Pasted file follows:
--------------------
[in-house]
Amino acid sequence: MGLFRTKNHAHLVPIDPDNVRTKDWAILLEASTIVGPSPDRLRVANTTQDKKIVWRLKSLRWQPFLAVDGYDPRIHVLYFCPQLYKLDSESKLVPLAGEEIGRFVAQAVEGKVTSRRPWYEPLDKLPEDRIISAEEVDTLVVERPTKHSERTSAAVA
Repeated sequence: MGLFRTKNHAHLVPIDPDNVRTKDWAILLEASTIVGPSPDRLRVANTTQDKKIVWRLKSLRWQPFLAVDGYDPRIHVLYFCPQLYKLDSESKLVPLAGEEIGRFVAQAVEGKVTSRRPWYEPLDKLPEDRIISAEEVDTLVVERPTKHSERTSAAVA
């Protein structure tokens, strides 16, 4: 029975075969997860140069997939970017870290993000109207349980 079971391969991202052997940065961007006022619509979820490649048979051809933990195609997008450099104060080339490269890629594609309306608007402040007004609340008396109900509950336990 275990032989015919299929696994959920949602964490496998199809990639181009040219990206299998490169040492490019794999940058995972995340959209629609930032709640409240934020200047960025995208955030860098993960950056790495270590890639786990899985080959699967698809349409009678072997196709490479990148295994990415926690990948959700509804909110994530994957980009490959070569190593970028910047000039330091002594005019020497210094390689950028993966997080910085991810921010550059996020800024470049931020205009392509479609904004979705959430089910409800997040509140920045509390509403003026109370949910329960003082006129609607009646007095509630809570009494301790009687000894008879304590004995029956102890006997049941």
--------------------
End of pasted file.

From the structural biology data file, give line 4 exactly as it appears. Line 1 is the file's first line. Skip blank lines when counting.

């Protein structure tokens, strides 16, 4: 029975075969997860140069997939970017870290993000109207349980 079971391969991202052997940065961007006022619509979820490649048979051809933990195609997008450099104060080339490269890629594609309306608007402040007004609340008396109900509950336990 275990032989015919299929696994959920949602964490496998199809990639181009040219990206299998490169040492490019794999940058995972995340959209629609930032709640409240934020200047960025995208955030860098993960950056790495270590890639786990899985080959699967698809349409009678072997196709490479990148295994990415926690990948959700509804909110994530994957980009490959070569190593970028910047000039330091002594005019020497210094390689950028993966997080910085991810921010550059996020800024470049931020205009392509479609904004979705959430089910409800997040509140920045509390509403003026109370949910329960003082006129609607009646007095509630809570009494301790009687000894008879304590004995029956102890006997049941």